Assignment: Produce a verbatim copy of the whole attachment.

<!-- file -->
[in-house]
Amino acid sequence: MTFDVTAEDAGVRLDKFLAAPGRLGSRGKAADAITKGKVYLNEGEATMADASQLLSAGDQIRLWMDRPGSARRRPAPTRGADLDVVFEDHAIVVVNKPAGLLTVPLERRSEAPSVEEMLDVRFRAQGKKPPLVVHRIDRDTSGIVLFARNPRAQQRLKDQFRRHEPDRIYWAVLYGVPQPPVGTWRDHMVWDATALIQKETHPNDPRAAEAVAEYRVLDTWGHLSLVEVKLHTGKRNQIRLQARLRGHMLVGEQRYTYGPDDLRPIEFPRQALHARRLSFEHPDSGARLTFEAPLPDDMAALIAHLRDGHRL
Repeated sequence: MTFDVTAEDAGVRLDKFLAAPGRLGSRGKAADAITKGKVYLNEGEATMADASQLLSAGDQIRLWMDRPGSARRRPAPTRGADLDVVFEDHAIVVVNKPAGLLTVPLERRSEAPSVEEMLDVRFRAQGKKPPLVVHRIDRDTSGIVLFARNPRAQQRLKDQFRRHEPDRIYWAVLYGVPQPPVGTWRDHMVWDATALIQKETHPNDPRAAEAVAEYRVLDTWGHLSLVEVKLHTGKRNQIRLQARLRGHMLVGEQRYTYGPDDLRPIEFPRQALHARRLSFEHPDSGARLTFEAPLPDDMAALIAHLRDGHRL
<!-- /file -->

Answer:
[in-house]
Amino acid sequence: MTFDVTAEDAGVRLDKFLAAPGRLGSRGKAADAITKGKVYLNEGEATMADASQLLSAGDQIRLWMDRPGSARRRPAPTRGADLDVVFEDHAIVVVNKPAGLLTVPLERRSEAPSVEEMLDVRFRAQGKKPPLVVHRIDRDTSGIVLFARNPRAQQRLKDQFRRHEPDRIYWAVLYGVPQPPVGTWRDHMVWDATALIQKETHPNDPRAAEAVAEYRVLDTWGHLSLVEVKLHTGKRNQIRLQARLRGHMLVGEQRYTYGPDDLRPIEFPRQALHARRLSFEHPDSGARLTFEAPLPDDMAALIAHLRDGHRL
Repeated sequence: MTFDVTAEDAGVRLDKFLAAPGRLGSRGKAADAITKGKVYLNEGEATMADASQLLSAGDQIRLWMDRPGSARRRPAPTRGADLDVVFEDHAIVVVNKPAGLLTVPLERRSEAPSVEEMLDVRFRAQGKKPPLVVHRIDRDTSGIVLFARNPRAQQRLKDQFRRHEPDRIYWAVLYGVPQPPVGTWRDHMVWDATALIQKETHPNDPRAAEAVAEYRVLDTWGHLSLVEVKLHTGKRNQIRLQARLRGHMLVGEQRYTYGPDDLRPIEFPRQALHARRLSFEHPDSGARLTFEAPLPDDMAALIAHLRDGHRL